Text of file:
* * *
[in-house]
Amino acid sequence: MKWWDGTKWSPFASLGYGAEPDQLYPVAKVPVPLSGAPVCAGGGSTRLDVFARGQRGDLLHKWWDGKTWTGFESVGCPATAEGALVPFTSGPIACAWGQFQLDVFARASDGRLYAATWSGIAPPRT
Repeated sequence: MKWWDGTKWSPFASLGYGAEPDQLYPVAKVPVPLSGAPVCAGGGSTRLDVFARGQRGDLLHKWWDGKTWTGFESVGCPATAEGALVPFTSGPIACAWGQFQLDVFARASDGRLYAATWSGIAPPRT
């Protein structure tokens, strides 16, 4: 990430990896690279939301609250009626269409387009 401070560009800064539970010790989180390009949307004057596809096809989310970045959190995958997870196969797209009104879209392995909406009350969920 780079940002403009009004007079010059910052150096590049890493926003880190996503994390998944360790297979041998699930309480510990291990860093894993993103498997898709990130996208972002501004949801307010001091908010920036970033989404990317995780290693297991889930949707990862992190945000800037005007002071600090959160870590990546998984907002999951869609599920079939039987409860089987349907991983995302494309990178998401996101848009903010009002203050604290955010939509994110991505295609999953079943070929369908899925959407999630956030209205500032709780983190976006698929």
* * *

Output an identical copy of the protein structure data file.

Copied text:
[in-house]
Amino acid sequence: MKWWDGTKWSPFASLGYGAEPDQLYPVAKVPVPLSGAPVCAGGGSTRLDVFARGQRGDLLHKWWDGKTWTGFESVGCPATAEGALVPFTSGPIACAWGQFQLDVFARASDGRLYAATWSGIAPPRT
Repeated sequence: MKWWDGTKWSPFASLGYGAEPDQLYPVAKVPVPLSGAPVCAGGGSTRLDVFARGQRGDLLHKWWDGKTWTGFESVGCPATAEGALVPFTSGPIACAWGQFQLDVFARASDGRLYAATWSGIAPPRT
């Protein structure tokens, strides 16, 4: 990430990896690279939301609250009626269409387009 401070560009800064539970010790989180390009949307004057596809096809989310970045959190995958997870196969797209009104879209392995909406009350969920 780079940002403009009004007079010059910052150096590049890493926003880190996503994390998944360790297979041998699930309480510990291990860093894993993103498997898709990130996208972002501004949801307010001091908010920036970033989404990317995780290693297991889930949707990862992190945000800037005007002071600090959160870590990546998984907002999951869609599920079939039987409860089987349907991983995302494309990178998401996101848009903010009002203050604290955010939509994110991505295609999953079943070929369908899925959407999630956030209205500032709780983190976006698929």